(Proud parent alert: I missed all but the first inning of this one due to the boy's Little League game, which had much more drama than the Cards/Royals. Down 5-0, they rally to 5-3 before giving up another run. In the last inning before time would expire, one of the bottom of the lineup types--the ones that have trouble making contact, you know what I mean--beats out a hit, allowing the lineup to turn over.
Five batters later, there's two outs and a 6-6 game when my son comes up, takes three terrible hacks then hits a ball that the third baseman can't come up with. Run scores and they tack on another, which is good because the other team comes back to make it 8-7 with a runner on second and two outs. The game ends on a grounder the second baseman bobbles, but they throw the runner out when he tries to slide into first. No one feels worse about that than Skip Schumaker.)
The professionals weren't quite as dramatic, with Tyler Lyons just running through the Royals lineup (save Billy Butler) like he was a 10-year veteran. They keep saying that you don't want three rookies in your pitching rotation, but if the rookies are going to keep pitching games like this, I'm fine with it, personally.
Lyons gets the Hero tag again for his seven innings of two-hit, one-run ball, but there are some kudos due to the offense as well. I pointed out yesterday that Ervin Santana was susceptible to the long ball and it took all of two batters to figure that out as Carlos Beltran did what Yadier Molina did the day before, give the Cards a quick 2-0 lead. The Cardinals tacked on two more in the sixth when Matt Carpenter, who had an outstanding day at the plate, and Matt Holliday both left the yard.
Sadly, Matt Adams was not able to join them and winds up with our Goat again. The bottom of the lineup was pretty paltry last night, with 5 through 9 going 1-18. Adams stalled what could have been a huge inning in the first. After Beltran's home run, Holliday singled and Allen Craig walked, giving the Cards two on with two outs. Adams then grounded into a double play and Santana was able to strike out David Freese to get out of the inning. Since Lyons pitched so well those extra runs weren't needed, but they easily could have been.
Off the field, the Cards got some decent news on a couple of pitchers. First, John Gast just has a lat strain, so something that may take a while to heal but nothing structurally wrong. That's good to know, because the Cardinals don't get a discount on how many pitchers they send to Dr. Andrews. Secondly, there's now hope that Jake Westbrook could get out on a rehab assignment in the next week or so, which might help the club be able to alleviate a lot of these innings by the youngsters.
Speaking of youngsters, Carlos Martinezmade his first start in Memphis last night. Three innings, two hits, four strikeouts, no runs. Not bad for a guy that's been in the bullpen most of the year. Three or four more like that and he might be in the St. Louis rotation if there's a need.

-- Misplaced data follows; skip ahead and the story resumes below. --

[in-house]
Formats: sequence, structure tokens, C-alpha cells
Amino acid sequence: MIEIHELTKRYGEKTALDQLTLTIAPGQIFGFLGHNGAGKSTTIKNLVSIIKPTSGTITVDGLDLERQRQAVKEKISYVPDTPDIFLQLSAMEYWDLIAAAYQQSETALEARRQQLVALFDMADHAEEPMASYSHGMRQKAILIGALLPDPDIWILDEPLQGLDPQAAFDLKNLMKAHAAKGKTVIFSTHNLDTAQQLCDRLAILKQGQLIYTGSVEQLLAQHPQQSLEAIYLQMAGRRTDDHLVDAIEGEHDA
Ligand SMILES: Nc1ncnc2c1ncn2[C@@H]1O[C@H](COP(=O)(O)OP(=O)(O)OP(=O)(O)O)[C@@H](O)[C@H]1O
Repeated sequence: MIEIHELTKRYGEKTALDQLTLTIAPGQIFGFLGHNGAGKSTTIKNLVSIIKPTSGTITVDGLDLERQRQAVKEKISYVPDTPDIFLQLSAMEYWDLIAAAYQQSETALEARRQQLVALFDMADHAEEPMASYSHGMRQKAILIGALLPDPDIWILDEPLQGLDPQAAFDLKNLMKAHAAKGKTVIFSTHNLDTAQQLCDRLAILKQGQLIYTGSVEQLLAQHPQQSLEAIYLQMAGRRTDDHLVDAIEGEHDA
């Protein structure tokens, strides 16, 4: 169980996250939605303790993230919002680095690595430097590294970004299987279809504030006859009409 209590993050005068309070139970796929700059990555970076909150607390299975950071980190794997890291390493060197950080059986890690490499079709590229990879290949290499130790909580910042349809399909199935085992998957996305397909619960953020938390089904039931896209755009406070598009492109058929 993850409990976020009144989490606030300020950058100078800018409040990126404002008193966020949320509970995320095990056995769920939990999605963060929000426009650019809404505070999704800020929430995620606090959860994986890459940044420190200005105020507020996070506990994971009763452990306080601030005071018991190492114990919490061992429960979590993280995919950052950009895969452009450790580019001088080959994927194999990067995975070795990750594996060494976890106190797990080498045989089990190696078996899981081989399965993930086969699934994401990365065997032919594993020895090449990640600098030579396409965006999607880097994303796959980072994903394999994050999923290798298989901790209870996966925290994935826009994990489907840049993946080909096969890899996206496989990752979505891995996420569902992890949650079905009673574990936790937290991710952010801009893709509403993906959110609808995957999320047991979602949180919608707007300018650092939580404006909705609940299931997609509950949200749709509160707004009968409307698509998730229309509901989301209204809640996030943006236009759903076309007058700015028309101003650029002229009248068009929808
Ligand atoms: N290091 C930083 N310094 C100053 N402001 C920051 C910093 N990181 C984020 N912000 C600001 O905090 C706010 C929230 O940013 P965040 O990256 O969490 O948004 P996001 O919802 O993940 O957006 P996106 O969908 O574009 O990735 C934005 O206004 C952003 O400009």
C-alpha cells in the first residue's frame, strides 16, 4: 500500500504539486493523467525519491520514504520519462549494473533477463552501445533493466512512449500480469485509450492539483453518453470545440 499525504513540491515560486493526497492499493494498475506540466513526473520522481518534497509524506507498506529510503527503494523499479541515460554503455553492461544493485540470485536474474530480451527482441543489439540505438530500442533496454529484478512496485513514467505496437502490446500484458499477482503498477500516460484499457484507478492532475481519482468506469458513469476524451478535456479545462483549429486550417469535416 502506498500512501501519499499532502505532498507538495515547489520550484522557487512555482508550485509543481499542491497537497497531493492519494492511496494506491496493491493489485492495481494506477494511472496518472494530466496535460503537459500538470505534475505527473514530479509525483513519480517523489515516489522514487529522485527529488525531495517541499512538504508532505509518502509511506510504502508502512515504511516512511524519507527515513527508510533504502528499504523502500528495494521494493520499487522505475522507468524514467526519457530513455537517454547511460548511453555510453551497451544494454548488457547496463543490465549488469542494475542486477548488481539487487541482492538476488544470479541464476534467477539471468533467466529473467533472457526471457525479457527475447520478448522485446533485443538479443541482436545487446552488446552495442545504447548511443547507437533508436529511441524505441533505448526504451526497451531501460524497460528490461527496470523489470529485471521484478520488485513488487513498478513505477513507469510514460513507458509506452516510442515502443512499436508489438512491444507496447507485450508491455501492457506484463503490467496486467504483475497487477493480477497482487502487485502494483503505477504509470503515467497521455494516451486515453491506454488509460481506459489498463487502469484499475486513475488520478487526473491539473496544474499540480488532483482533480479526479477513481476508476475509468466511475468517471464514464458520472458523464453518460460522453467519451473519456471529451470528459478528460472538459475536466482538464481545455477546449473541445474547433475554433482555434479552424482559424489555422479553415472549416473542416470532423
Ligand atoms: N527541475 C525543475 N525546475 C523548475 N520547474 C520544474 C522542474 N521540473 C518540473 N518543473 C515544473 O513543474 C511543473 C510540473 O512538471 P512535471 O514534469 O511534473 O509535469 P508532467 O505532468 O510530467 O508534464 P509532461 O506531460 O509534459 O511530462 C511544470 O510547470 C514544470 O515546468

Also in Memphis, Oscar Taveras finally went on the disabled list with that ankle injury. It just never has completely healed and getting some rest should help him get better, plus they can stop playing shorthanded in Memphis. Thankfully, the Cards aren't running through outfielders like they are pitchers!
Lynn's only faced the Royals once before, when he gave up six runs in 5.1 innings in Kansas City last June. The expectation is that he won't do that again. Not that it's completely out of the realm of possibility, but Lynn has looked much sharper this year and is coming off of six quick shutout innings in his last start.
Cardinals have to solve Luis Mendoza. Mendoza's been around longer than I thought, so a few of the Cardinal hitters have seen him before.
The Cardinals lost as many pitchers as they did games over this long holiday weekend. That seems to be about par for the course the season; no matter how many obstacles get thrown in their way, the Cards just throw in another piece to the puzzle and keep plowing along.
With a lefty on the mound, especially a lefty of no major import, you could have been forgiven if you thought things weren't lined up just great for St. Louis. After all, their struggles against those of the left-handed persuasion are legendary. While they'd beaten Chris Capuano in the past, there was no guarantee they'd do so again.
Instead, the Cards scored early, scored late, and didn't allow the Dodgers to score at all. Which seems to be a great way to make sure that left-handed storyline doesn't pop back up, doesn't it?
It was a tough battle for the Hero tag. Allen Craig made a strong push for it, going 2-4 with a home run and three RBI, but David Freese also got two hits, a home run, and three RBI, plus tossed in a walk as well. Freese does look to be getting healthy at the plate, now hitting people that aren't in Milwaukee Brewer outfits.